The lack of refinement was a problem with the first design. And that’s the area where the new model has made the most significant progress. The wind whispers instead of whistling around the windows now. The bump goes down more quietly, and the four-cylinder hums further. Decibel level drops measured by our sound meter are five at idle, four at full throttle and two at cruise at 70 mph, when compared to our last SOHC Neon (C/D, December 1995). Many factors are at work here—a stiffer body, redesigned four-strut suspension, and full-frame doors with triple seals that replace the previous frameless glass door design. On the engine, revised covers, manifolds, and a new mounting system reduce the rumble and whine that plagued the four-cylinder last year. Note that we say reduce, not eliminate. Sink the throttle all the way to the 6500 rpm redline, and the familiar rumble greets the ears—it’s less annoying now.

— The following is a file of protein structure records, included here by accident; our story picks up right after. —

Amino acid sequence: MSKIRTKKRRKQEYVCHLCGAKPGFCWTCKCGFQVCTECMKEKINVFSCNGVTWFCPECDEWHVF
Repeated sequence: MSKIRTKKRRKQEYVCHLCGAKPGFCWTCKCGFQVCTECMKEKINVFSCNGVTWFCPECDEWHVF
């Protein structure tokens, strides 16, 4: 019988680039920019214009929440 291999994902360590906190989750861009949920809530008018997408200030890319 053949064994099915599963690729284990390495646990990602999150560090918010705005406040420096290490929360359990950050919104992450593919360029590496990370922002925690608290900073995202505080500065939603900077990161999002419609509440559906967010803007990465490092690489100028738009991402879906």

The interior has taken a significant step forward. It’s slightly roomier in the front and back. Even better is the implementation of its components. The hard interior plastics are still there, but they’re better hidden behind soft-touch surfaces and faux metal. Chrome latch handles with fat-looking lock buttons adorn the doors. LX models (and ES models in Dodge) have adjustable headrests for outboard rear-seat passengers, and trunk carpet extends under the spare tire. After we spent some time in it, the Neon felt half a class above rivals like the Ford Escort and Chevy Cavalier.
With its stiffer body, revised shock valves, and improved suspension travel, the Neon 2000 is more fun to throw around corners than the previous model. The steering is sharp and precise. Controllable four-wheel drift is a flick of the steering wheel away, and rough body movements are tightly controlled. The ride is noticeably firm—this is no Hyundai kush car—but it never feels harsh.